The new EU GDPR is one of the most substantial security initiatives in many years.
This is on the one hand due to the scope of the regulatory work in the EU has been comprehensive and a long time coming. On the other hand, this is also due to the consequences of the EU GDPR having important implications for both the private and public sectors in Europe. The EU GDPR identifies many things. One common denominator and the overall conceptual framework behind the EU GDPR is that it is considered an exercise in confidence. An exercise in confidence entails the registered party ”lending” his or her sensitive data to the data controller, and then the data controller acknowledges that confidence by taking care of the data, and by always being able to explain - in a meaningful and understandable manner - the purpose to which the information is to be used. The last part has not always been standard practice in the past.
Some things are well known in the new EU legal text. Others are completely new. In summary, it can be said that the EU GDPR contains many requirements on how businesses shall process and protect personal information, and which processes the businesses will apply. The many requirements set out in the regulation will branch out into the individual organisations and call for new forms of co-operation between legal, IT, the individual departments and the management.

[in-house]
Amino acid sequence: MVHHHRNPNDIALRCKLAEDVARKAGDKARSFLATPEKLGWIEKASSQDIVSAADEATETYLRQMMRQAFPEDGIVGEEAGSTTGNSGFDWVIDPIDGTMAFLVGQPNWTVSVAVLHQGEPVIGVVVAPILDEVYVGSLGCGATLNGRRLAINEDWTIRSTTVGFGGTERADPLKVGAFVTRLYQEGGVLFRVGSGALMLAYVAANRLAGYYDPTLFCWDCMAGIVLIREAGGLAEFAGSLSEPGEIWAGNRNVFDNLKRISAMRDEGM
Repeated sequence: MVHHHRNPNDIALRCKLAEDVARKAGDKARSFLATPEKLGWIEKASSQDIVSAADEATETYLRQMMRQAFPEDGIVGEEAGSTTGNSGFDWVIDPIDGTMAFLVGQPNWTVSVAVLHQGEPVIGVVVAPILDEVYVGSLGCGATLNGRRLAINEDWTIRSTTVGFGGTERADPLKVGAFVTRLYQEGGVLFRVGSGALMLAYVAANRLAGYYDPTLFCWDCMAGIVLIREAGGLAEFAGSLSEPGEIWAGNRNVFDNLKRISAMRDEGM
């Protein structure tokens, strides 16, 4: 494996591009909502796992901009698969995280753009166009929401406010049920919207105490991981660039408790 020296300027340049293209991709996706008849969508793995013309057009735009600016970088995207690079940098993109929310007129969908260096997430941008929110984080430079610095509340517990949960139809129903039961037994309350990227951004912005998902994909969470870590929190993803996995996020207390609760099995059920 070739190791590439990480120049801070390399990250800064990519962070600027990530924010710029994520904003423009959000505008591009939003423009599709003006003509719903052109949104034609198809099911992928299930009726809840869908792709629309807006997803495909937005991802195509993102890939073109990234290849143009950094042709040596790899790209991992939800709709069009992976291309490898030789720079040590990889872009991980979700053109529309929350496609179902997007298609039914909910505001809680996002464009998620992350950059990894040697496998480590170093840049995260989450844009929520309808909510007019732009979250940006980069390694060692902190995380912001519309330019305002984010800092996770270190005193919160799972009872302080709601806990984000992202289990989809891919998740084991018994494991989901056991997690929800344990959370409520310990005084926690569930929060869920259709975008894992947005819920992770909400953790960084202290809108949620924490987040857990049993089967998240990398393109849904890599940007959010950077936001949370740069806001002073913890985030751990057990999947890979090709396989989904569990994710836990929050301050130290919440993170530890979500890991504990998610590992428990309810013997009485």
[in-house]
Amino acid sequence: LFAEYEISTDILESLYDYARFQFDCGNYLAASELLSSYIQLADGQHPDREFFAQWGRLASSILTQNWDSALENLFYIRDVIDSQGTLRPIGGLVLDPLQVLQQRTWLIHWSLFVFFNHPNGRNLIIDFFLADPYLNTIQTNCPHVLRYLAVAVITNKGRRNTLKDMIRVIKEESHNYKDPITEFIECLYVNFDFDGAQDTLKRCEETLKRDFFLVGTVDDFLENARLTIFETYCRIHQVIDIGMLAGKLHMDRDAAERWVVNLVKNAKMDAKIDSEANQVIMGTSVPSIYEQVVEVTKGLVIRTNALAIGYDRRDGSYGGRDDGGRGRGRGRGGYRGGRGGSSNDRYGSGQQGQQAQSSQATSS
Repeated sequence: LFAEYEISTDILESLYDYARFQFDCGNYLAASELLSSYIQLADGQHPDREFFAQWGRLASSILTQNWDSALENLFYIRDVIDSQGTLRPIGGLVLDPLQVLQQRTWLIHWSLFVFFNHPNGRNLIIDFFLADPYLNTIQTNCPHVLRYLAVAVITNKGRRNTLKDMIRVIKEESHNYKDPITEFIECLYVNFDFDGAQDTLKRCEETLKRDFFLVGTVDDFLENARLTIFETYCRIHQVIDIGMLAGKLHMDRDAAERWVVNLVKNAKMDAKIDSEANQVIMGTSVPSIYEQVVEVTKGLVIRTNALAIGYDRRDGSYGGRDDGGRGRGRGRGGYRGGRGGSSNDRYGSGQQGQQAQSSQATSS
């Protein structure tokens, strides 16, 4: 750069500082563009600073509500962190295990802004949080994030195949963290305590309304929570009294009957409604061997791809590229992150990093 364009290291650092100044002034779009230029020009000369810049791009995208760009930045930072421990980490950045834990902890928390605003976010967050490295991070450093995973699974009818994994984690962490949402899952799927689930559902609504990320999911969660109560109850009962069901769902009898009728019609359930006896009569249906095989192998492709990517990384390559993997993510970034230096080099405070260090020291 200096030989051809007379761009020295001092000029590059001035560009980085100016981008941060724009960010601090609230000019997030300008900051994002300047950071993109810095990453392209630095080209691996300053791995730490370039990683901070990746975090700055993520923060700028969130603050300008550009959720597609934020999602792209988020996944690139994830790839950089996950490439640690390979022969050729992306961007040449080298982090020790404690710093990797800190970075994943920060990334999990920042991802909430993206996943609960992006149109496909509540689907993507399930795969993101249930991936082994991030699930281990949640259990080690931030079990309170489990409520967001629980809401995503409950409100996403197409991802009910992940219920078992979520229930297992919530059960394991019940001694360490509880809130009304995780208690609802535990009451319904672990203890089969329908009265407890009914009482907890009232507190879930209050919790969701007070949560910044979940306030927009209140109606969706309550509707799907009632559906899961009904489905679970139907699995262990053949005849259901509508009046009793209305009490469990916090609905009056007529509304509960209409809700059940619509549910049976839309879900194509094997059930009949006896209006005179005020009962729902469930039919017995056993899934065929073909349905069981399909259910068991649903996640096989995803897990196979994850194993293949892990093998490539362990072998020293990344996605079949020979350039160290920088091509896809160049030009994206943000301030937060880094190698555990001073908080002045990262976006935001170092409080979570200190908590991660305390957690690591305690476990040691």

A correct implementation first and foremost requires the correct administrative understanding and priority of the task. It involves among other things setting the requirements in your own organisation’s handling of sensitive information. It also involves setting out requirements on the organisation’s suppliers and on the systems they use for data processing. For many, the task of keeping the sensitive information they handle safe, is nothing new. What is new is that the EU GDPR sets a requirement that you must be able to describe how keeping data safe is intended before you go about doing it. Then, it must be possible to show on-going compliance with your own policies, procedures and guidelines.
However, just because data protection is imperative under the new EU regulation, that does not mean it’s unattainable. There is a method for compliance that ensures that organisations are meeting all the demands, and, at the same time, ensures that compliance does not result in an enormous administrative burden for those employees involved.
On this website, you will gain insight into some of the methods and tools that Neupart uses to help companies in both the private and public sector to prepare for the EU GDPR. If you’d like to hear more about how we can do the same for you, get in touch!